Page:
Full Moon

Peter Wood

Yesterday I received a letter from a madman. It was actually more than a letter. It was an inch-thick packet of legal-sized paper. As best I could tell the papers, some of them photocopies of hand-written notes, covered the author’s twenty year battle with a worldwide conspiracy, which he calls the Wackenhut PSI Battle Unit (WPSIBU). Copies had been sent to Joint Chiefs of Staff, the General Secretary of NATO, senators, congressmen, heads of corporations, Christian, Jewish, and Muslim clerics, and newspaper editors galore. The WPSIBU conspirators, he explained, had already murdered his brother and had been torturing and for many years trying to kill him too.

It’s gratuitous to mock this poor fellow but the worldwide conspiracy he had conjured seems oddly inept. Though WPSIBU supposedly commands the most advanced secret technology in the world, it seems unable, despite years of effort, to stop this one fellow armed only with Kinko’s copiers and postage stamps.

Letters from lunatics, I suppose, form a small but distinct stream of mail in most offices. When I worked in college administration I kept a file of the more interesting ones. The usual claim is that the author has discovered a dangerous truth and is desperately trying to get the word out before the forces of evil close in. In The Folly of Fools: The Logic of Deceit and Self-Deception in Human Life (2011) Robert Trivers argues that our capacity for self-deception helps us to deceive others. But not always. A good many self-deceived can’t convince anyone else.

What happens when someone really does have a dangerous truth? The late Roger Shuttuck, my onetime Boston University colleague, wrote a valuable book on the topic,Forbidden Knowledge (1997), in which he wove together Adam and Eve, Prometheus, Frankenstein, and biotechnology. A case in point: the current controversy over the publication of studies by Dutch and American researchers on how H5N1 flu viruses (avian flu) can be altered to make them readily transmissible to mammals. The virus is highly lethal in humans, killing 60 percent of those who become infected.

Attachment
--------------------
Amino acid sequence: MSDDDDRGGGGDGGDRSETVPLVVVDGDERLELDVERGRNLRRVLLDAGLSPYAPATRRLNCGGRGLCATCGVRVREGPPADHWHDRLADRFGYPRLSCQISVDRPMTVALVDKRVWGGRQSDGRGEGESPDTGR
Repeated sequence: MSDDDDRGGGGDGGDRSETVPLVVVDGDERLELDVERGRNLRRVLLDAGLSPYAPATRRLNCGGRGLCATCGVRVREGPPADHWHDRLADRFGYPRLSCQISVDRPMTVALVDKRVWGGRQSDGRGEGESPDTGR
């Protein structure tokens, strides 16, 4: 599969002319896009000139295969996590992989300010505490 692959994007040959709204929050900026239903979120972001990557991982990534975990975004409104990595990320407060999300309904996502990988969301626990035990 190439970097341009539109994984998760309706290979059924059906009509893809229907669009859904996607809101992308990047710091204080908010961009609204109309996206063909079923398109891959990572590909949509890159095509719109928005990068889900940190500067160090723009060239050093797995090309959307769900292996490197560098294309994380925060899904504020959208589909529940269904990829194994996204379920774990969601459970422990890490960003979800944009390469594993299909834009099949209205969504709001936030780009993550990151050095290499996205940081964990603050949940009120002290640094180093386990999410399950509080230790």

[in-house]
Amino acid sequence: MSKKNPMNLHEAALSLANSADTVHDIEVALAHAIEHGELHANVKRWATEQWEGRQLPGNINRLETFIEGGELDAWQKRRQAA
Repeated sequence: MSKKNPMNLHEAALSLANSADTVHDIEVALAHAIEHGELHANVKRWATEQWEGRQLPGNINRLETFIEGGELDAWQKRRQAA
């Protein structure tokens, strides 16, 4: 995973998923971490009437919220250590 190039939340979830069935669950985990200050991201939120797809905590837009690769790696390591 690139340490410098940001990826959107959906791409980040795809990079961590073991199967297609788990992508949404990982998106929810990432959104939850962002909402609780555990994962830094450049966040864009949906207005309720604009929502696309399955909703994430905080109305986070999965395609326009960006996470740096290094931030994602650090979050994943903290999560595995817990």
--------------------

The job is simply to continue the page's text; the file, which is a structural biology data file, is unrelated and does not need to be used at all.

Last September, Ron Fouchier of the Erasmus Medical Centre in Rotterdam announced at a conference in Malta that he has succeeded in mutating the virus into a highly contagious form and tested it on ferrets. In November the journal Science provided the U.S. National Science Advisory Board for Biosecurity (NSABB) with the still unpublished details of Dr. Fouchier’s work to determine whether the information could safely be made public. The NSABB recommended against publication and in December Fouchier agreed to omit crucial details. Likewise a another team of virologists led by Yoshihiro Kawaoka at the University of Tokyo and the University of Wisconsin accepted the NSABB’s recommendation to withhold some details in a forthcoming article in Nature about work in which, according to an article in Science Insider, they “stitched the hemagglutinin gene from the avian virus—the H5—into a H1N1 virus that easily spreads between humans.”